Bermuda, about 600 miles off Cape Hatteras, occupied a strategically important position, commanding sea and air approaches to the Middle Atlantic coastline. Both the Army and the Navy recognized its value as a base for air and surface craft and undertook an extensive construction program. The Bureau of Yards and Docks awarded a fixed fee contract on February 15, 1941, initially to accomplish the construction of an air station for seaplanes, and subsequently expanded to include a fuel oil depot, a supply depot, and operating base, a submarine base and anti-aircraft training school. Adjacent water, ideal for seaplane operation, and proximity to existing ship channels resulted in the choice of Morgan and Tucker Islands, situated in Great Sound, within the hook of the western end of Hamilton Island, together with an adjacent area on Hamilton Island at Kings Point, as sites for the air station and the operating base. Darrell's Island, also in Great Sound and about a mile and a half to the east, then in use as an air station by commercial airlines, was developed as an auxiliary seaplane base. Submarine facilities were constructed on Ordnance Island, at the eastern end of the Bermuda group, in St. Georges Harbor, adjacent to the town of St. George. This location, while remote from the operating base, was chosen because of the availability of the site, the existing facilities, and its proximity to the sea lanes serving the islands. The general topography of the leased areas was gently rolling, varying in elevation from sea level to a maximum of 40 feet. The base development plan issued by the Chief of Naval Operations to support the 15,000-plane program, indicated Bermuda as a major naval air station, with facilities for the operation of two patrol squadrons of seaplanes on a permanent basis and one additional squadron with tender support. In addition, facilities were to be provided to support the emergency operation of one carrier group from an airfield to be developed by the Army. The initial construction effort began March 29, 1941. Dredge-filling the narrow funnel-shaped channel between Morgan and Tucker islands more than doubled their original combined area of 40 acres. The one island thus formed was then connected by causeway to King's Point, on Hamilton Island. The principal structures built at the air station comprised a tender pier, three seaplane ramps and parking area, a large seaplane hangar, barracks for 1,100 men, quarters for 140 officers, a bombproof power plant, and the usual industrial, administration, and storage buildings. Underground storage was provided for fuel oil, diesel oil, and gasoline, as well as barracks for fuel depot and air station personnel, a 50-bed dispensary, a large magazine area, a radio station, and a 10-acre water-catchment area with storage for 5,000,000 gallons of rain water. All these installations were of a semi-permanent character.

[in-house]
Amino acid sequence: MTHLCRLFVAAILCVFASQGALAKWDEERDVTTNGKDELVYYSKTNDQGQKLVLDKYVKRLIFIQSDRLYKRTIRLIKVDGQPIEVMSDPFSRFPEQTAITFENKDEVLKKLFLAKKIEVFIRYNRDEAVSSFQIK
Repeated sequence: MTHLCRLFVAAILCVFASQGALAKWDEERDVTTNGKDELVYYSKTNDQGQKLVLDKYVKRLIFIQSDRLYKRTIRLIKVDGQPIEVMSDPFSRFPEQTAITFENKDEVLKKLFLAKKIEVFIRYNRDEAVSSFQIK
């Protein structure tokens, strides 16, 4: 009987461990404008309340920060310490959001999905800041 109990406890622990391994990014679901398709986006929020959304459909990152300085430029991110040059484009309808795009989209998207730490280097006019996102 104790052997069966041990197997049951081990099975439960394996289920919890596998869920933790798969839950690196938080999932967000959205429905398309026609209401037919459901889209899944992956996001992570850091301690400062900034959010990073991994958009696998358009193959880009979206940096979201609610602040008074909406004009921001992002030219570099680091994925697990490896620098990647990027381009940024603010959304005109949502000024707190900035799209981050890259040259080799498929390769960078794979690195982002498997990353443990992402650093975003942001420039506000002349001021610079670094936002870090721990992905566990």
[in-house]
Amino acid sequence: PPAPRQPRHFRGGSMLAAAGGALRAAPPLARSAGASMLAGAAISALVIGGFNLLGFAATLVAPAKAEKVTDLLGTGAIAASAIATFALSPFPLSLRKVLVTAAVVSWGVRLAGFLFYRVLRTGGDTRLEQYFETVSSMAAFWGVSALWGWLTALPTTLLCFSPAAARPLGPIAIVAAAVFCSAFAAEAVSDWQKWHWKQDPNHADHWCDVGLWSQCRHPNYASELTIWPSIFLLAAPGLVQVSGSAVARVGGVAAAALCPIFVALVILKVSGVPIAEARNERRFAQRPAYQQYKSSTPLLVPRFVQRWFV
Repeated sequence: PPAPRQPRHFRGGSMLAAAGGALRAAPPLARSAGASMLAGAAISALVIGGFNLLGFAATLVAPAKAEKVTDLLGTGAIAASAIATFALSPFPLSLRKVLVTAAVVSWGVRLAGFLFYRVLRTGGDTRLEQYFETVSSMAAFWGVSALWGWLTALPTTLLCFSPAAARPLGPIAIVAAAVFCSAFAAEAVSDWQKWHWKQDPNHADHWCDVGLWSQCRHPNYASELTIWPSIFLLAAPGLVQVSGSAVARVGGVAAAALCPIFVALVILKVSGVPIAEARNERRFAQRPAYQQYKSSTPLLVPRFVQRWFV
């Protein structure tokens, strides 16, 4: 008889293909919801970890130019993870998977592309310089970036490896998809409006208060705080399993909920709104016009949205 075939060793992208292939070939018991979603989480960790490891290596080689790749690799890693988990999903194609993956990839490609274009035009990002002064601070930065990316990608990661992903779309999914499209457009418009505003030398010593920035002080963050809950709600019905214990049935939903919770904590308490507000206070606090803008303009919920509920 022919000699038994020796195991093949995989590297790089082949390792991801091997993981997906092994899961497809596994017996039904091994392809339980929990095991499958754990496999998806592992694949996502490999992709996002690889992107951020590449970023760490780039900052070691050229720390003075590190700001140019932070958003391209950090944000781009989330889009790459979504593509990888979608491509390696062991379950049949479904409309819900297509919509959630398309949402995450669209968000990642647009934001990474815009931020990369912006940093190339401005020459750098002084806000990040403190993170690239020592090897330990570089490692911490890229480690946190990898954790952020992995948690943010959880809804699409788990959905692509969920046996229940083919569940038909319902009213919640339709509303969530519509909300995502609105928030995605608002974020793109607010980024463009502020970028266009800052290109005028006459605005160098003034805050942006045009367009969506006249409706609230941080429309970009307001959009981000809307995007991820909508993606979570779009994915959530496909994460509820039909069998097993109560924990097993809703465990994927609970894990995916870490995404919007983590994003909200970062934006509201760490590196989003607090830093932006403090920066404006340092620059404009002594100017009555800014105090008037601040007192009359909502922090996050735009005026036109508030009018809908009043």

Soon after construction began, it became essential that naval air patrols be placed in operation as quickly as possible. This was accomplished by using the established facilities owned by British Imperial Airways on Darrell Island. By an informal agreement with the British and local governments, permission to use this island on a temporary basis was granted. Here, existing facilities were augmented by barracks, water supply, paved parking areas, landing floats, and other temporary essentials. This work was undertaken in May and the island put to immediate use, continuing so until March 1942, at which time the permanent naval air station was usably complete and in operation.